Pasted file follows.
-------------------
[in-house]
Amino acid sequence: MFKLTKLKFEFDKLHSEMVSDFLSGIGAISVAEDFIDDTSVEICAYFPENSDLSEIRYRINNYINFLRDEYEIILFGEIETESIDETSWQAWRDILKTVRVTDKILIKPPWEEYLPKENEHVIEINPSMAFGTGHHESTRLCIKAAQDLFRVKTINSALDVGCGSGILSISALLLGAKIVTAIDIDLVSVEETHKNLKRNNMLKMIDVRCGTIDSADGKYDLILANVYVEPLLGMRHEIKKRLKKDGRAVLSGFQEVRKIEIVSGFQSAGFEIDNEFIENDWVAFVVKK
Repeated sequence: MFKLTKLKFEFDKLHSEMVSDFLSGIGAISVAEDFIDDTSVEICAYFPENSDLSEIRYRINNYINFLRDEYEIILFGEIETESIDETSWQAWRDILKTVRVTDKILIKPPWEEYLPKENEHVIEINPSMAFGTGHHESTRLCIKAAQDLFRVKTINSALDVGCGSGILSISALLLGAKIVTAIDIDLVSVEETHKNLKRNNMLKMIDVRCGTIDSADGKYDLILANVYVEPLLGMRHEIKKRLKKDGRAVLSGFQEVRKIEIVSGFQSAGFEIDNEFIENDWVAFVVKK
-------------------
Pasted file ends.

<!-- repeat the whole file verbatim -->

[in-house]
Amino acid sequence: MFKLTKLKFEFDKLHSEMVSDFLSGIGAISVAEDFIDDTSVEICAYFPENSDLSEIRYRINNYINFLRDEYEIILFGEIETESIDETSWQAWRDILKTVRVTDKILIKPPWEEYLPKENEHVIEINPSMAFGTGHHESTRLCIKAAQDLFRVKTINSALDVGCGSGILSISALLLGAKIVTAIDIDLVSVEETHKNLKRNNMLKMIDVRCGTIDSADGKYDLILANVYVEPLLGMRHEIKKRLKKDGRAVLSGFQEVRKIEIVSGFQSAGFEIDNEFIENDWVAFVVKK
Repeated sequence: MFKLTKLKFEFDKLHSEMVSDFLSGIGAISVAEDFIDDTSVEICAYFPENSDLSEIRYRINNYINFLRDEYEIILFGEIETESIDETSWQAWRDILKTVRVTDKILIKPPWEEYLPKENEHVIEINPSMAFGTGHHESTRLCIKAAQDLFRVKTINSALDVGCGSGILSISALLLGAKIVTAIDIDLVSVEETHKNLKRNNMLKMIDVRCGTIDSADGKYDLILANVYVEPLLGMRHEIKKRLKKDGRAVLSGFQEVRKIEIVSGFQSAGFEIDNEFIENDWVAFVVKK